I launched my first business, OTX, in June of 2000. As it turns out, nearly the worst time to start a business, as in 2001 the “dot com” bubble burst. Fortunately, we had a diverse client base and a technology platform that was literally revolutionizing the way movie studios and CPG firms conducted research, and we not only survived the recession, we thrived. In 2003, OTX was ranked the fastest growing research company in the world. But it wasn’t just a strong product and good fortune.
The success that we had would not have been possible without doing all the things that position you for business growth – namely strategic planning and investing in the right sales and marketing activities. In essence, we were focused on rainmaking long before the drought came.
Wall Street’s biggest banks have been hinting that we are likely to have a recession (two down quarters) in the not-too-distant future. Whether or not a recession becomes a reality, the point is to prioritize the right activities now.
Here is where to focus:
PRIORITIZE SALES AND MARKETING
Sales and marketing activities and investments are important not just to hedge against a downturn, but because it is the right focus for every business. Investing your time, your energy, and your resources in acquiring a diverse base of clients, as well as growing and nurturing existing clients, ensures that when you do experience a soft quarter (or two) you can ride it out without going under. Yes, marketing is an investment, but the cost of doing nothing is far more onerous.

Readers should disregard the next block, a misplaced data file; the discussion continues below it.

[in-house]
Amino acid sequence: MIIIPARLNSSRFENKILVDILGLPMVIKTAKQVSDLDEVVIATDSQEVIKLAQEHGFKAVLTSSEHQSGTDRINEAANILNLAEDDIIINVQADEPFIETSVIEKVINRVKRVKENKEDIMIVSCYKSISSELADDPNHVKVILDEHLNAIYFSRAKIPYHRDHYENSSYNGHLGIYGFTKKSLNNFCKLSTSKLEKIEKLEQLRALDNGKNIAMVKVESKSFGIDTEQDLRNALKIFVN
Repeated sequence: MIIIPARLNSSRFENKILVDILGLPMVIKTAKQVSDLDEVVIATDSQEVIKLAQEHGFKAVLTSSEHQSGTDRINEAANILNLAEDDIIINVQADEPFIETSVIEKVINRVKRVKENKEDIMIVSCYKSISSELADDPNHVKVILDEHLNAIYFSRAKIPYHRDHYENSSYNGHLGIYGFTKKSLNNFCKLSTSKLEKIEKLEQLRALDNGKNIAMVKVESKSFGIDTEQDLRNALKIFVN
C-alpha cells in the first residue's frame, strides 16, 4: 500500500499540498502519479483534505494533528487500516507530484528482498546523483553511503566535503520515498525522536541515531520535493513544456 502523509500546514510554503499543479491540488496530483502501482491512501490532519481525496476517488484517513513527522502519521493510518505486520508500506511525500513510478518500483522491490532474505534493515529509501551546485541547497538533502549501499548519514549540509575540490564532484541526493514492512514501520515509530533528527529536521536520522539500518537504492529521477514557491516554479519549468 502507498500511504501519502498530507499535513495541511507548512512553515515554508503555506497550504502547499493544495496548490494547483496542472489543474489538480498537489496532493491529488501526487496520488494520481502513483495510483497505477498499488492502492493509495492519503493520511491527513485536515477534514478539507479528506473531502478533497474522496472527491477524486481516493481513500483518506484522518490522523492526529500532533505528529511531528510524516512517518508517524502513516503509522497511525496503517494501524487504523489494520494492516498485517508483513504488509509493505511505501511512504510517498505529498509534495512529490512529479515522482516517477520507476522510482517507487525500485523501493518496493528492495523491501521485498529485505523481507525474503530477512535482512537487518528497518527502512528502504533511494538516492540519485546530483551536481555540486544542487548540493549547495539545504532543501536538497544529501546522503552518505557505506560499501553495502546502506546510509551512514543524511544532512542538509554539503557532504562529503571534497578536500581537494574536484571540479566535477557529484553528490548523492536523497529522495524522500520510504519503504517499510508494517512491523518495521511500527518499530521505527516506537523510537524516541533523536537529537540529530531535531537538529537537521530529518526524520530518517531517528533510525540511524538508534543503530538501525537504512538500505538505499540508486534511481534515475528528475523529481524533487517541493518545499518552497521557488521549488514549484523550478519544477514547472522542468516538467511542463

UNDERSTAND AND PLAY TO YOUR COMPETITIVE STRENGTHS
Defensibility is key. Too often I see businesses trying to be all things to all people to ensure they can serve a wide variety of clients without realizing that playing to your core strengths creates real competitive differentiation. When I work with early-stage firms, I’m often advising on fundraising where potential investors focus on one key question... "What is your competitive moat?"
The term “competitive moat” (popularized by Warren Buffett as an “economic moat”), refers to a business' ability to maintain competitive advantages in order to protect its long-term profits and market share from competing firms. A clearly defined competitive moat is as important for established companies as it is for early-stage firms. Click here for more insight into how to create your “competitive moat”.
MINIMIZE OVERHEAD COSTS BY CREATING STRONG PARTNERSHIPS
Advertising legend, Cindy Gallop, often talks about the benefits of “competitive collaboration”. Competitive collaboration offers opportunities for businesses to share solutions that help grow and build overall markets while putting the onus on each brand and business to identify its own inner values and philosophies that make it uniquely competitive, and therefore able to thrive in an environment where ‘a rising tide lifts all boats’.
The time to build your client base, establish your competitive moat and develop strong partnerships is ideally before you desperately need to do these things. Start making rain!